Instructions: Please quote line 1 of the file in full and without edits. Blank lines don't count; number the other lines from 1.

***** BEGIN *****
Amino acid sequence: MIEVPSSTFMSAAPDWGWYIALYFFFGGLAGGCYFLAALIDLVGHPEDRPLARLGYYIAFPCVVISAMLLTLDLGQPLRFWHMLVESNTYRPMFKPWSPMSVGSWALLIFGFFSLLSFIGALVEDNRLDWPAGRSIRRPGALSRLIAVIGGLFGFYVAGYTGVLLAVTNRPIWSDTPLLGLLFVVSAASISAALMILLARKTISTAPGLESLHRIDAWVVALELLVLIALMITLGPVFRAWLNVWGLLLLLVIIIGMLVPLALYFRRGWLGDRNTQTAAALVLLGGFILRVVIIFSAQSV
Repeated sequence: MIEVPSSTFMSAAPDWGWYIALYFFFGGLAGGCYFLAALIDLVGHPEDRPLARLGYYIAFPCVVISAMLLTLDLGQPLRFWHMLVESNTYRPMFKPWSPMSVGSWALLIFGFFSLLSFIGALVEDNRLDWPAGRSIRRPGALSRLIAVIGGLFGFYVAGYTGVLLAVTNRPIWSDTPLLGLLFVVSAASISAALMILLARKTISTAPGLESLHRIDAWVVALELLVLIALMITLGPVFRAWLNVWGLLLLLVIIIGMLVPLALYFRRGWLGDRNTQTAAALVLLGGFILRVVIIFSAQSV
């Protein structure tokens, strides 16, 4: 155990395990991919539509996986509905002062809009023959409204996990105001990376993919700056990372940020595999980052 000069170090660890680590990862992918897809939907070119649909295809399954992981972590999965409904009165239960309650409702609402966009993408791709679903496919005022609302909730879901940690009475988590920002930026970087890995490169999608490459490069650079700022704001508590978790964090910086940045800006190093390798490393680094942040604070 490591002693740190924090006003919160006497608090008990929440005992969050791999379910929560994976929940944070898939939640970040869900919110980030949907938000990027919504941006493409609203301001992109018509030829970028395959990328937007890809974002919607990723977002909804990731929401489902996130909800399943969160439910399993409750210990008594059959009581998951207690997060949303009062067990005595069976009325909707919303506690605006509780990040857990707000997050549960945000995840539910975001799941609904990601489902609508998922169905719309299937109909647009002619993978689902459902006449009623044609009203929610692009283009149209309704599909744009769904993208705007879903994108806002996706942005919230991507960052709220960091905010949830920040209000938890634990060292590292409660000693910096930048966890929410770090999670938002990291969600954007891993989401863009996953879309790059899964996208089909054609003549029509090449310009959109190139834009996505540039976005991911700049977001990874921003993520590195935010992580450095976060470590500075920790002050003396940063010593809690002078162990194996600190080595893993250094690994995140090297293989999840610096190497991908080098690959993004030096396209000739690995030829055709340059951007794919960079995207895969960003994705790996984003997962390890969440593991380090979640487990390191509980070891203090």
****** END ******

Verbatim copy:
Amino acid sequence: MIEVPSSTFMSAAPDWGWYIALYFFFGGLAGGCYFLAALIDLVGHPEDRPLARLGYYIAFPCVVISAMLLTLDLGQPLRFWHMLVESNTYRPMFKPWSPMSVGSWALLIFGFFSLLSFIGALVEDNRLDWPAGRSIRRPGALSRLIAVIGGLFGFYVAGYTGVLLAVTNRPIWSDTPLLGLLFVVSAASISAALMILLARKTISTAPGLESLHRIDAWVVALELLVLIALMITLGPVFRAWLNVWGLLLLLVIIIGMLVPLALYFRRGWLGDRNTQTAAALVLLGGFILRVVIIFSAQSV